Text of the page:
Electrical Engineering
      and Computer Sciences

Electrical Engineering and Computer Sciences

COLLEGE OF ENGINEERING

UC Berkeley

Ethno-Mining: Integrating Numbers and Words from the Ground Up

Ryan Aipperspach, Tye Lawrence Rattenbury, Allison Woodruff, Ken Anderson, John F. Canny and Paul Aoki

EECS Department
University of California, Berkeley
Technical Report No. UCB/EECS-2006-125
October 6, 2006

http://www.eecs.berkeley.edu/Pubs/TechRpts/2006/EECS-2006-125.pdf

In this paper we present ethno-mining, a mixed methods approach drawing on techniques from ethnography and data mining. Ethno-mining is characterized by tight, iterative loops that integrate both the results and the processes of ethnographic and data mining techniques to interpret data. Ethno-mining provides two key benefits. First, it makes use of both qualitative and quantitative data (e.g. observations and sensor data) to study phenomena that are practically inaccessible through either data type alone. Second, it provides a means of interpreting that data which produces novel insights by exposing the biases inherent in either type of data alone. We present ethno-mining in the context of a study of mobility and laptop use in the home, discussing how findings from the study relate to the use of the method.


BibTeX citation:

@techreport{Aipperspach:EECS-2006-125,
    Author = {Aipperspach, Ryan and Rattenbury, Tye Lawrence and Woodruff, Allison and Anderson, Ken and Canny, John F. and Aoki, Paul},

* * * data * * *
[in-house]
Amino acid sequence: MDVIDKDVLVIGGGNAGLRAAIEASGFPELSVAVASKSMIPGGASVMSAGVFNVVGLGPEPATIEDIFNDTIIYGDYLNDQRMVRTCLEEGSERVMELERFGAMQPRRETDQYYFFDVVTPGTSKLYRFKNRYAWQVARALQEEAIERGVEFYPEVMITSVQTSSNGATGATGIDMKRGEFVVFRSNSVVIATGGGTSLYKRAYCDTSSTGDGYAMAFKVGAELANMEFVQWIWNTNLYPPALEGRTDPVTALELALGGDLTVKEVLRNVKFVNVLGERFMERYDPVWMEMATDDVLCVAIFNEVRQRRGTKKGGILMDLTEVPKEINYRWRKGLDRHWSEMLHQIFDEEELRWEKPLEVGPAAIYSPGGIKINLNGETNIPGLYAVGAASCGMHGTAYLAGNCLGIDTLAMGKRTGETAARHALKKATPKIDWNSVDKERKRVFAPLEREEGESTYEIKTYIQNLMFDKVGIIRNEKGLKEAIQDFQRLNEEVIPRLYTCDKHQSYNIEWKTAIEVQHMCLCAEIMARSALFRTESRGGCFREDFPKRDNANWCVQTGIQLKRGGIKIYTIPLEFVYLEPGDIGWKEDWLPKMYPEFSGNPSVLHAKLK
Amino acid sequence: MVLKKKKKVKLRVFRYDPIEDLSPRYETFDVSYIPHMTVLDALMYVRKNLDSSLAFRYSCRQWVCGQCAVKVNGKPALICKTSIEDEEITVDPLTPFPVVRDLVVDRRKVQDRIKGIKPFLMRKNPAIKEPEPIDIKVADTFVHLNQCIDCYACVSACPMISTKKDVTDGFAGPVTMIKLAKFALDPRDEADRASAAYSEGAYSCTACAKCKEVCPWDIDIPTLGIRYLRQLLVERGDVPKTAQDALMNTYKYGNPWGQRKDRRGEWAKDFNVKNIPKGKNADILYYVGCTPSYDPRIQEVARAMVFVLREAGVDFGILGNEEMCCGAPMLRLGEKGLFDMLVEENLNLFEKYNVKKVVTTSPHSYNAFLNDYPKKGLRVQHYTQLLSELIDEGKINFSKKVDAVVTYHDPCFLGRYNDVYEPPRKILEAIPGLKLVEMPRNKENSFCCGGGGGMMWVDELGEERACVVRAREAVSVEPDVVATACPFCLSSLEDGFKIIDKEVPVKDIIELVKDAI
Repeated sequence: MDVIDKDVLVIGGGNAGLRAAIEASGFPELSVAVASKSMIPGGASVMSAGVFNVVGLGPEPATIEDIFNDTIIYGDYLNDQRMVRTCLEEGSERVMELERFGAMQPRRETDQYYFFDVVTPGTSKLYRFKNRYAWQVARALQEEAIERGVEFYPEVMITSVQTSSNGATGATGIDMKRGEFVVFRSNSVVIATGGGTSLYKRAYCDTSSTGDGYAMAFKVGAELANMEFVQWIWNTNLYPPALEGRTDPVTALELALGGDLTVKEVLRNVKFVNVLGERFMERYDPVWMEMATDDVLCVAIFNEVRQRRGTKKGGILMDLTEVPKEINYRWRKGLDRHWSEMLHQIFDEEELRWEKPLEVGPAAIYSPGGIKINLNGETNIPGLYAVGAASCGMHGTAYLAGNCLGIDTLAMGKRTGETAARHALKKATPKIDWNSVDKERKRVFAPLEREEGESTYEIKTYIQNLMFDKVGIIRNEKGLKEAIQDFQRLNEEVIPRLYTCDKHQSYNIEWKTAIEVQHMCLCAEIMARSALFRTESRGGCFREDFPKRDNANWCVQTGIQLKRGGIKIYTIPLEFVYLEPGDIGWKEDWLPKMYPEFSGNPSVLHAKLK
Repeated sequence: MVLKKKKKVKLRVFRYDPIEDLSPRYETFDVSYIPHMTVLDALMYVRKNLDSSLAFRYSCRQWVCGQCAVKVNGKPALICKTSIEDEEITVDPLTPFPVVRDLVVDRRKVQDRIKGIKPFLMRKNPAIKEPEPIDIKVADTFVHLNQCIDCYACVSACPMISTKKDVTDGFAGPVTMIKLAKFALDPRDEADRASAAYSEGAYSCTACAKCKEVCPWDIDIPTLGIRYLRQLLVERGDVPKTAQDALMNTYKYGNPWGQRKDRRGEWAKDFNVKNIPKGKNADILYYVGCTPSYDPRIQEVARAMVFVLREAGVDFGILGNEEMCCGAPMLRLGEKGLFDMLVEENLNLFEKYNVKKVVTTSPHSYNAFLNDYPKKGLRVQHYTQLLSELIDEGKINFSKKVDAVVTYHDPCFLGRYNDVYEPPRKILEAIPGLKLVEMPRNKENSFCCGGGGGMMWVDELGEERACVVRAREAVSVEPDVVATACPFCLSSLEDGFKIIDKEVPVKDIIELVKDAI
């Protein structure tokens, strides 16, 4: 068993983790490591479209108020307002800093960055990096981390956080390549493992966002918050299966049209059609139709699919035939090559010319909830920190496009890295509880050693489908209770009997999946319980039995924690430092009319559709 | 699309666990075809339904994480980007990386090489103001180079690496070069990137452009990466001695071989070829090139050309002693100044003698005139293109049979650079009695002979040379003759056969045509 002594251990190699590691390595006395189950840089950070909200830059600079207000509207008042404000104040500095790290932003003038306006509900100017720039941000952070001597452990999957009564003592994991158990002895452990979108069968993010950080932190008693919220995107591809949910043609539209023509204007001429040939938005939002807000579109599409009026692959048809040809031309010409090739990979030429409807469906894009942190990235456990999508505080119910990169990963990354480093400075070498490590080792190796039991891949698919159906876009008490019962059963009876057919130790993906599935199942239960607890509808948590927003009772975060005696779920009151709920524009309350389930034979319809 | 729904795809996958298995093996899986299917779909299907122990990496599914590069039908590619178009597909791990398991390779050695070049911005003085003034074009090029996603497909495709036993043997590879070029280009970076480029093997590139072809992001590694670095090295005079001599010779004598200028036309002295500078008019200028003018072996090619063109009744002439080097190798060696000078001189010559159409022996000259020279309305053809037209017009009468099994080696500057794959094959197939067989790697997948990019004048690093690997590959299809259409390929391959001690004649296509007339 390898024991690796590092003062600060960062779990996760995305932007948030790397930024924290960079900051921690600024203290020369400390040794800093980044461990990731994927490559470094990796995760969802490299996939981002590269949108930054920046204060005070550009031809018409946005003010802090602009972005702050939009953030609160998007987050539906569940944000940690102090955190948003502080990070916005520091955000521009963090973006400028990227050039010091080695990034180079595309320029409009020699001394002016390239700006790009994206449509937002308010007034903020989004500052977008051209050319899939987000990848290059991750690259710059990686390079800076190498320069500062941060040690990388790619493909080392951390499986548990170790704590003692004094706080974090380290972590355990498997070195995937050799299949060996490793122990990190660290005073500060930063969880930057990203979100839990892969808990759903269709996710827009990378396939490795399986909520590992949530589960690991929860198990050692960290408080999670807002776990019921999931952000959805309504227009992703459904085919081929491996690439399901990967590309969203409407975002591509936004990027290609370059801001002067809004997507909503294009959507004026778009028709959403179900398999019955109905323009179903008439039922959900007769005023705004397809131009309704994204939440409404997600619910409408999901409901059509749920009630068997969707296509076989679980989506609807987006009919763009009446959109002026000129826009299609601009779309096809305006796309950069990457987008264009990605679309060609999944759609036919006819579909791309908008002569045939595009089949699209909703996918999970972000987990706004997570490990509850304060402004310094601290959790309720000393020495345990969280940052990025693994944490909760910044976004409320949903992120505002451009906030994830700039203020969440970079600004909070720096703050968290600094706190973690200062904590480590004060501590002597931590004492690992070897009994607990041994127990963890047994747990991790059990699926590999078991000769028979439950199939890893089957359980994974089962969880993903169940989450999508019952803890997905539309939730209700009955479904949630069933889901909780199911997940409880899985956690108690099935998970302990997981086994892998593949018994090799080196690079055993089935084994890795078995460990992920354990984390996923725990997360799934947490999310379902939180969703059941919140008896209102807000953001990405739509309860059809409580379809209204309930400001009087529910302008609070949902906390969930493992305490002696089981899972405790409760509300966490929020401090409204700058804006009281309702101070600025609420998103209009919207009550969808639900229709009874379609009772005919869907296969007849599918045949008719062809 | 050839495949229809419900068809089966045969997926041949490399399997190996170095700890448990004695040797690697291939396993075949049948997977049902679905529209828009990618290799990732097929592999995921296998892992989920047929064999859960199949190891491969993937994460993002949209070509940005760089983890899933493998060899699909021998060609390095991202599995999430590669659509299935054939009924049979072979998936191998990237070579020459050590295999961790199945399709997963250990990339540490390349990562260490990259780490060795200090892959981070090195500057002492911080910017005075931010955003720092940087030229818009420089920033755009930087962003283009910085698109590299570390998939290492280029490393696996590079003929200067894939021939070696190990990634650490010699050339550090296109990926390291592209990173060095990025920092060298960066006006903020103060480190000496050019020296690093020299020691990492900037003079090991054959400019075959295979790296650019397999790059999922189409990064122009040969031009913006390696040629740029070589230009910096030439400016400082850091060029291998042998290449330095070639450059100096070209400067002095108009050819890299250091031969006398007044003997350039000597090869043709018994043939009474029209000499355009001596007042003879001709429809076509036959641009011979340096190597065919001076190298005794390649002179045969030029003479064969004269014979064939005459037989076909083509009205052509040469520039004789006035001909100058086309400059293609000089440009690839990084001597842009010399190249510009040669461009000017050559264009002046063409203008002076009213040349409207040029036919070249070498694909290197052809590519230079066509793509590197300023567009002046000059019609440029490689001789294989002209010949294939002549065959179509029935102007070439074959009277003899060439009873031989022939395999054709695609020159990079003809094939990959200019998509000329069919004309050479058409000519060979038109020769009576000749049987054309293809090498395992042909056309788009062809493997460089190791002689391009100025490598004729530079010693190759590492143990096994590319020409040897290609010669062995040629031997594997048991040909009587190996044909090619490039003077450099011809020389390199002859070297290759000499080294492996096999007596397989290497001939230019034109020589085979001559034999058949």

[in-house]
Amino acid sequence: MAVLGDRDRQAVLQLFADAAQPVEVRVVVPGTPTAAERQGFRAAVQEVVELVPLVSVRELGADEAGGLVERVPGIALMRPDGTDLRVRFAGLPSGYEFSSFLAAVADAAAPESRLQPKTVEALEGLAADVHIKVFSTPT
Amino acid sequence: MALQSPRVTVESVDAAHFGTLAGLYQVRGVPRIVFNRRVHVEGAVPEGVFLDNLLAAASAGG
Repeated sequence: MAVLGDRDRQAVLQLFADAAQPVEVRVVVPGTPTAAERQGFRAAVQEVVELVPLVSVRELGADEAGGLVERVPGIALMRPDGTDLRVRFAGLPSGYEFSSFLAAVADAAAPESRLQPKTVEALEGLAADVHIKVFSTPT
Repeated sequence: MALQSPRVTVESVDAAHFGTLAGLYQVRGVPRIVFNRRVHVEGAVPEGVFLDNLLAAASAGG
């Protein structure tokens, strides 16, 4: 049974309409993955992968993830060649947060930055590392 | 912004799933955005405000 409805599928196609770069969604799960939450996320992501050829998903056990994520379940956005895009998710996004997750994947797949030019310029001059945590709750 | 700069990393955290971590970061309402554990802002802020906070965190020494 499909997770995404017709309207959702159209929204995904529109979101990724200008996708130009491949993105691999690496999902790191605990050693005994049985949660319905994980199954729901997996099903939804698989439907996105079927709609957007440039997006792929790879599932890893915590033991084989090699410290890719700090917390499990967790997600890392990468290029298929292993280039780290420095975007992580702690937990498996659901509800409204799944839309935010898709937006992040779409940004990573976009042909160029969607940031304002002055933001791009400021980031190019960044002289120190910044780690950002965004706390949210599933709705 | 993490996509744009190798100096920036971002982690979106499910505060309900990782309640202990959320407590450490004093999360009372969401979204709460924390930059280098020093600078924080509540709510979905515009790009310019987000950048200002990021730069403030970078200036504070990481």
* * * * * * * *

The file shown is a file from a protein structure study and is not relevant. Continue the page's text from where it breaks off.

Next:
Title = {Ethno-Mining: Integrating Numbers and Words from the Ground Up},
    Institution = {EECS Department, University of California, Berkeley},
    Year = {2006},
    Month = {Oct},
    URL = {http://www.eecs.berkeley.edu/Pubs/TechRpts/2006/EECS-2006-125.html},
    Number = {UCB/EECS-2006-125},
    Abstract = {In this paper we present ethno-mining, a mixed methods approach drawing on techniques from ethnography and data mining. Ethno-mining is characterized by tight, iterative loops that integrate both the results and the processes of ethnographic and data mining techniques to interpret data. Ethno-mining provides two key benefits. First, it makes use of both qualitative and quantitative data (e.g. observations and sensor data) to study phenomena that are practically inaccessible through either data type alone. Second, it provides a means of interpreting that data which produces novel insights by exposing the biases inherent in either type of data alone. We present ethno-mining in the context of a study of mobility and laptop use in the home, discussing how findings from the study relate to the use of the method.}
}

EndNote citation:

%0 Report
%A Aipperspach, Ryan
%A Rattenbury, Tye Lawrence
%A Woodruff, Allison
%A Anderson, Ken
%A Canny, John F.
%A Aoki, Paul
%T Ethno-Mining: Integrating Numbers and Words from the Ground Up
%I EECS Department, University of California, Berkeley
%D 2006
%8 October 6
%@ UCB/EECS-2006-125
%U http://www.eecs.berkeley.edu/Pubs/TechRpts/2006/EECS-2006-125.html
%F Aipperspach:EECS-2006-125